Time flies. This time just a year ago How to Talk to Rockstars was making its debut.
Celebratory cookies were eaten, wine was imbibed, books were signed, and a tour was launched. I’m so glad that I got to share the journey with all of you and, since we can’t get together for an anniversary cupcake, I’ve decided to hold a giveaway.
All you need to do to win a copy of How to Talk to Rockstars is name your favorite rockstar, either in the comments field of this blogpost or on my Facebook page.
Two winners will be selected at random on Monday, May 30.
Earlier this week I wrote about the farewell show of stephaniesid, a local band I’ve loved for more than a decade. You can read the full story here. I’m very passionate about local art, though, and I wanted to share some of my feelings about the connection between the musicians and fans on the Asheville music scene. Here’s a bit of that:
Photo by Michael Oppenheim Photography
To those who had been listening — remember stephaniesid classing up Bele Chere on the Battery Park stage? Launching Downtown After 5 during a warm spring rain? Workshopping an album’s worth of music during a monthlong residency at Isis Restaurant & Music Hall? — there was raw edge. The sound filled the auditorium, Tim Haney’s drum kit propelled each song forward, Chuck Lichtenberger’s piano was mostly lovely and occasionally wild. Vocalist Stephanie Morgan (who has always explored the capabilities of her voice, cajoled it like an untamed horse, with its danger and might equal to its grace and beauty) danced her way through each song, shaking the lyrics from out of her own being.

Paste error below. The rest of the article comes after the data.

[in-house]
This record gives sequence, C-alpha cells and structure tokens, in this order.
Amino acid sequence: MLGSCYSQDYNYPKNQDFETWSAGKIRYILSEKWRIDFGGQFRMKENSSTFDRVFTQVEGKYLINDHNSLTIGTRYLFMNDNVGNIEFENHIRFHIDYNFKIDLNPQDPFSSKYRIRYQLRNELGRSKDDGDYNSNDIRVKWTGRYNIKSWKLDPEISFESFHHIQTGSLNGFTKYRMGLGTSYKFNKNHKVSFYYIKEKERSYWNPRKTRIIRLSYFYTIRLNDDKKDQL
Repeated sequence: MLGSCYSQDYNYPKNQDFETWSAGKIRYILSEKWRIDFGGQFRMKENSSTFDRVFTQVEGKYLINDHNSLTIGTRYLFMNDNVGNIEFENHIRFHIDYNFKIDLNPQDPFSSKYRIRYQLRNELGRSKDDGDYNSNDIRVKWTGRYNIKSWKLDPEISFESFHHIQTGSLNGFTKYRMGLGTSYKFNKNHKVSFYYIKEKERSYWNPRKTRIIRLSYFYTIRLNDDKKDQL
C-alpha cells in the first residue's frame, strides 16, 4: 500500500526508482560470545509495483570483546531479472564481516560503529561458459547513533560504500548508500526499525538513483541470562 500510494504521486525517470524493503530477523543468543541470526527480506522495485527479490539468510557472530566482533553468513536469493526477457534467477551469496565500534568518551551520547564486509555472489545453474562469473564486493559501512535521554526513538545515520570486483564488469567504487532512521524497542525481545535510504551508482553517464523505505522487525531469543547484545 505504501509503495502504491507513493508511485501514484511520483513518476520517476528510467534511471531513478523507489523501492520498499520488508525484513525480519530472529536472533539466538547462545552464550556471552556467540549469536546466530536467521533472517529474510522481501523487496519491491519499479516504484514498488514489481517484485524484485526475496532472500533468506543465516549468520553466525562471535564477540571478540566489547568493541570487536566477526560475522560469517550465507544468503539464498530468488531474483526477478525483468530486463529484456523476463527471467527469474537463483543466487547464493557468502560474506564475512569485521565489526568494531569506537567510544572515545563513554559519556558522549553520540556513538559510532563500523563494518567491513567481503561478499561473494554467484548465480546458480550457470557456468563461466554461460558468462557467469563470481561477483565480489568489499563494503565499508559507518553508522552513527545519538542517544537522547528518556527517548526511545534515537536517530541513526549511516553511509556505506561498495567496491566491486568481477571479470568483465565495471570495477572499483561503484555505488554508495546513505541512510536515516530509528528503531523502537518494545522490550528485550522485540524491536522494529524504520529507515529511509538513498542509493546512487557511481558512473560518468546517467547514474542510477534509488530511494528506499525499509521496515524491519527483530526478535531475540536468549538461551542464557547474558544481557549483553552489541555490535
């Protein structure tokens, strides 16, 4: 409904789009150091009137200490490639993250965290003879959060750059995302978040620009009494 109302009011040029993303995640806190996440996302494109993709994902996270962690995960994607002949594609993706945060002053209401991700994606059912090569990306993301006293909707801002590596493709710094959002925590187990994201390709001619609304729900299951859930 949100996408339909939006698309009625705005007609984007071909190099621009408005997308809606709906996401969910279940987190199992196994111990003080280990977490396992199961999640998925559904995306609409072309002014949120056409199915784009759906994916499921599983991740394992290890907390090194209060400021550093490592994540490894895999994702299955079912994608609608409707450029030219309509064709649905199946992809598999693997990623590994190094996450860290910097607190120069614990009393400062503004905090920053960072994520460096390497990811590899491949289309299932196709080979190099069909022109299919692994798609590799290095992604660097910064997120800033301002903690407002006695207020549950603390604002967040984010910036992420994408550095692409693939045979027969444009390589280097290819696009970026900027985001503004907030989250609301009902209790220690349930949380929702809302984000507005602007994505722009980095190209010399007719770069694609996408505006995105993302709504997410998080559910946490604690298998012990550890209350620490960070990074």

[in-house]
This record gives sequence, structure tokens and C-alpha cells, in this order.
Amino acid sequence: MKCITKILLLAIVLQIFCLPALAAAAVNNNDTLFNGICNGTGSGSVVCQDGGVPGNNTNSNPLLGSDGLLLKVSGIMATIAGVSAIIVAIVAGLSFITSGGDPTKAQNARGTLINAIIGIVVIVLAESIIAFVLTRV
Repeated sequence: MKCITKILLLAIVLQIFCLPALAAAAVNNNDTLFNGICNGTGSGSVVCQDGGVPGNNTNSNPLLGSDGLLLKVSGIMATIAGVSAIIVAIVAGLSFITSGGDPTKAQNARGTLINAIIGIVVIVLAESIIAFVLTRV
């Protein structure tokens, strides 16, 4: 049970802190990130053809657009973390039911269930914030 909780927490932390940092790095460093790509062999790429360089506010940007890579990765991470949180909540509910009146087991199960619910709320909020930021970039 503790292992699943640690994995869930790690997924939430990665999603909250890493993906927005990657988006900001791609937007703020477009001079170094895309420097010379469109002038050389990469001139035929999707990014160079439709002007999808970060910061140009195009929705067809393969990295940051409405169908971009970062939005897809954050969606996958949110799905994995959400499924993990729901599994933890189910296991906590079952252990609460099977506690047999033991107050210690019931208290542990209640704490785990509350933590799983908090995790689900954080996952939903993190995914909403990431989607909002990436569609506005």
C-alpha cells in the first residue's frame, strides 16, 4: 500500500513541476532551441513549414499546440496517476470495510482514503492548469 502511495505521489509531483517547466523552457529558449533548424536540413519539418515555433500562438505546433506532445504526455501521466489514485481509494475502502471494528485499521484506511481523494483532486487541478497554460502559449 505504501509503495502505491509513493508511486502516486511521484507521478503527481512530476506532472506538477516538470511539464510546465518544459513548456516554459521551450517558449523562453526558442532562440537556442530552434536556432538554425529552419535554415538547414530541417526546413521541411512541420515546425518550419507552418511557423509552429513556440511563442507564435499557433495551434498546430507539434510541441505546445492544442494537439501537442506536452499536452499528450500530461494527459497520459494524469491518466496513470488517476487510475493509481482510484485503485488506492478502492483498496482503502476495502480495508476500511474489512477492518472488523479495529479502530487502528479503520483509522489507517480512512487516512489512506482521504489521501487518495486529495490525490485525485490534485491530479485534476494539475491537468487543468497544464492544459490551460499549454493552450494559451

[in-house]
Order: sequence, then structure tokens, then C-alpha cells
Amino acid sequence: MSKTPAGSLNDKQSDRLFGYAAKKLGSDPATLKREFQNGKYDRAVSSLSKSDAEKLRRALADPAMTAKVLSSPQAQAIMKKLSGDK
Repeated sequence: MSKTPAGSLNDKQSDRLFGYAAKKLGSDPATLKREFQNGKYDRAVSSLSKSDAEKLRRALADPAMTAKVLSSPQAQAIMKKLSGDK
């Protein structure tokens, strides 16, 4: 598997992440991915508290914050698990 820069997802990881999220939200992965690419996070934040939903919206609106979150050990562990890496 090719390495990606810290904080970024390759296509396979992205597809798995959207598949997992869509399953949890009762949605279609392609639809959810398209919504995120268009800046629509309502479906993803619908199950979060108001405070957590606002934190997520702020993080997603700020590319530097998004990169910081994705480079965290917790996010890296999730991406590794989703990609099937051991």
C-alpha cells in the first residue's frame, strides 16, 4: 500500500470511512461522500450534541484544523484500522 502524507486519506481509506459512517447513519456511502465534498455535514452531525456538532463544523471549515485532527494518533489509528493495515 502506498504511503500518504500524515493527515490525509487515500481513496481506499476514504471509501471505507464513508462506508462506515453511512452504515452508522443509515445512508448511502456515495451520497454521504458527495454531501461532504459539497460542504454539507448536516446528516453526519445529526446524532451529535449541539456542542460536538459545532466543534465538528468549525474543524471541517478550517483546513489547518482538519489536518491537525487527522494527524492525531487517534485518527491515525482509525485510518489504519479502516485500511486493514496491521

Because I can’t be objective — I love these musicians and want to cheer for them as much as I want to weep for them (read their personal blogs and Facebook posts if you want to know the story behind the band’s breakup) — I’ll say this: I wonder what shape hole the absence of stephaniesid will leave in the fabric of Asheville.
Not everyone will feel it. And no band is responsible for forever composing the soundtrack to the town that birthed it. Asheville is a launching pad for those who dare to dream and try and leap; those who leap must make that jump count. So Steph and Chuck and Tim are in mid-leap now. Those of us at Diana Wortham got to see them unfurl their wings and take to the air. I suspect everyone in the crowd felt the liftoff, our own hearts jarred and swayed in that break with gravity.
… Here’s the thing: We Asheville music fans have a special relationship with our bands. They’re our neighbors, our friends, our collaborators. We come to know them and we’re (knowingly or unknowingly) contributors to their sound. We move around, swimming in the same stream of inspiration. We share a language. We touch those who touch us. These songs aren’t just markers of a place in time, they actually tell us something about ourselves. So to love a band in Asheville really means something, because that love comes back to us. And to participate in that chain reaction, to feed art and be fed by it, is a miraculous thing.